Day 1-2: Lima --> Pucallpa --> San Francisco de Yarinacocha
Pucallpa Travel Blog› entry 1 of 6 › view all entries
Yay! This was my first trip (hopefully of many) to South America.
I met my sister at the Fort Lauderdale airport on Tuesday afternoon because we booked the same flight to Lima but she had to fly from Colorado. As usual, our Spirit Air flight was delayed for about an hour so we passed the time by eating, once again, as usual. The flight was about 5 1/2 hours long and it could not have felt any longer! The flight attendants were extremely rude and none of them spoke Spanish en route to a spanish-speaking country!! They were yelling at passengers who could not understand them and they would literally push people back from waiting in line for the bathroom. I guess you get what you pay for!
We arrived in Lima pretty late at night and had arranged to stay at some guys' apartments that my sister knows from Colorado who are in Lima trying to start a solar energy project.
The Shipibo family we were staying with met us at the Pucallpa airport. I soon found out that when you are with a Shipibo person, you pay for everything. Taxis, boat rides, food...you name it. This may not be true for every Shipibo community but I guess that whoever has the most money pays for everything and seeing as though the family's only income is from fishing and selling artesan handicrafts, I had no problem spending a few soles here and there for them and their hospitality! We caught a taxi from Pucallpa to Yarina where we bought large jugs of bottled water and got on the family's boat to ride down the Ucayali River to their home in San Francisco.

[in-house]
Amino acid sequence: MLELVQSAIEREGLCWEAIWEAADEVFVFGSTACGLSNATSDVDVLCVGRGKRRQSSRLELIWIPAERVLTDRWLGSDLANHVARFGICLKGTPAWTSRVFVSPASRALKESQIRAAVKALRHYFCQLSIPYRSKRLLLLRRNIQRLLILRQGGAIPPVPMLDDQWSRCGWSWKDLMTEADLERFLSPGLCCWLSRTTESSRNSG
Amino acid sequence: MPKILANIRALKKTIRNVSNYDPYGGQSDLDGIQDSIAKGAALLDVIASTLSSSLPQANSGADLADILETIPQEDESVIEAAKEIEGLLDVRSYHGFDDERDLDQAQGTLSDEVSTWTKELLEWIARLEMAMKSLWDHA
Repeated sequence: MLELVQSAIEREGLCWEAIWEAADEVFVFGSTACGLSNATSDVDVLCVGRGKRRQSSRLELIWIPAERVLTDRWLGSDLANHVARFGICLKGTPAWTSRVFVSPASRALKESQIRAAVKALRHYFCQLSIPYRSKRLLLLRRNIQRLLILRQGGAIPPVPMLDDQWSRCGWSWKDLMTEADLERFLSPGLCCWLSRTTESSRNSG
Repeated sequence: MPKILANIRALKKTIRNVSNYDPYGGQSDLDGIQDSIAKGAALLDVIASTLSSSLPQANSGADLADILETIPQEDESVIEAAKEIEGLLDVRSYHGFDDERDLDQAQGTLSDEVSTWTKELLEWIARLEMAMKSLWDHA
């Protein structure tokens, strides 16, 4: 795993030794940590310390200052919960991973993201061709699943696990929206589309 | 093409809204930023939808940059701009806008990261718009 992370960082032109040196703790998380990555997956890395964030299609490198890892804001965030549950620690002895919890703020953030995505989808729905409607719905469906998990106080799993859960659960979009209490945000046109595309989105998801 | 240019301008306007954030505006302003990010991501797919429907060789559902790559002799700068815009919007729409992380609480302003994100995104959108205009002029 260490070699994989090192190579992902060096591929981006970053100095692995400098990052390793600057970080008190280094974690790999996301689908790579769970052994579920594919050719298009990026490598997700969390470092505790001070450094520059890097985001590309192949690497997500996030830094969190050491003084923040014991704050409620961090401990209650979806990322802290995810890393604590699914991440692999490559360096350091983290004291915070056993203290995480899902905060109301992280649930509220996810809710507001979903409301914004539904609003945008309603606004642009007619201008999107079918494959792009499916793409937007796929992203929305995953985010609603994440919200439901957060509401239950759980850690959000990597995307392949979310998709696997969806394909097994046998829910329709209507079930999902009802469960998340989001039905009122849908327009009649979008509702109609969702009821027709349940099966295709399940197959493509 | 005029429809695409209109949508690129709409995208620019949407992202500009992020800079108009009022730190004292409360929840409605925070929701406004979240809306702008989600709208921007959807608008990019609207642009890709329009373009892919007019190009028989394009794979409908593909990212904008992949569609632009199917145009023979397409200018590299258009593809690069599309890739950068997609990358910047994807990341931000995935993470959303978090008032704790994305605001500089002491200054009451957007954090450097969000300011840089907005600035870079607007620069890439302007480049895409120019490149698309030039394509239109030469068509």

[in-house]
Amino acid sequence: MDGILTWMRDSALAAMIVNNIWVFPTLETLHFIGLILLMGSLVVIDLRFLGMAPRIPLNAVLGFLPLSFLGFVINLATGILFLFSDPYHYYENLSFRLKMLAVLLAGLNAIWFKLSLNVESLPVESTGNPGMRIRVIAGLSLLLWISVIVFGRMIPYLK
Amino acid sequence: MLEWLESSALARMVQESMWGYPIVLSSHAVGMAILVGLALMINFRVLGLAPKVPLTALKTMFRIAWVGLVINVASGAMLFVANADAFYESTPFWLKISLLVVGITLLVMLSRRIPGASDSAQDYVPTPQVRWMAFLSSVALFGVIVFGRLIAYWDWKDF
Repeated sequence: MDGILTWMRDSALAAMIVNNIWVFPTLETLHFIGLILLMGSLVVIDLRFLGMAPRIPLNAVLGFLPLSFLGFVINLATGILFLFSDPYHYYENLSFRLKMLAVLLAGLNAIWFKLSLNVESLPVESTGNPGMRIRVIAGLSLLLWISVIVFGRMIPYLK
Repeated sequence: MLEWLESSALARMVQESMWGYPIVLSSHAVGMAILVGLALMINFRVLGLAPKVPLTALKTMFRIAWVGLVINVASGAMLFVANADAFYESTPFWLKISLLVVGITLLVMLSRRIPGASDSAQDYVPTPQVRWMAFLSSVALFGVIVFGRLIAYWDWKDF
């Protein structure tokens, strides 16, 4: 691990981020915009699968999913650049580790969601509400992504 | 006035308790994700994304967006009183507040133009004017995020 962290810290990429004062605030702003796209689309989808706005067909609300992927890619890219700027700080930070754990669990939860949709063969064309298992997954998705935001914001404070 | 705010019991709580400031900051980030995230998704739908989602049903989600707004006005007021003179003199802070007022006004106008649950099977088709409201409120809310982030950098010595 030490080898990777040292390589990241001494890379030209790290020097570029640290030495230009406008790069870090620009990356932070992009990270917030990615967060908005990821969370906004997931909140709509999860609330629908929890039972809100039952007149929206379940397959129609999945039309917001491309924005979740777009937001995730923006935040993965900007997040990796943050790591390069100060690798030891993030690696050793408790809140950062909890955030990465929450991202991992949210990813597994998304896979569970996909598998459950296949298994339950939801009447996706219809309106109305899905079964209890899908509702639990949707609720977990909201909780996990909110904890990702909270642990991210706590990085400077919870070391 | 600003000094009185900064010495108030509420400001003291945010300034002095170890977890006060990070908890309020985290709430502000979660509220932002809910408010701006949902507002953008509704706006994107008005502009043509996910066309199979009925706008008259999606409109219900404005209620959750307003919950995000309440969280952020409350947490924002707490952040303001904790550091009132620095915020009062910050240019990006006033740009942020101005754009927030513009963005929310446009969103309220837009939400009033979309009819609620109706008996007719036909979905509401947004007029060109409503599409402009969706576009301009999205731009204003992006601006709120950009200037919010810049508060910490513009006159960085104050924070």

After an hour long boat ride in the hand-carved boat that I swore was going to sink, we arrived at the Yuimachi family port (ok, so it was an open area where they pulled their boat into). I got my first glimpse of the wood and thatch huts that were to be my home for the next 5 days! Their property had 3 houses and a kitchen - one house for the father (Javier) and his parents, one for Esther, her husband, and 3 kids, and one for Javier's sons Nixon and Doni. By houses, I basically mean a one-room house with no beds. Most people there sleep on the floor inside of a mowquito net. Some people did have bed frames but our room, however, was one of the only ones to have a mattress!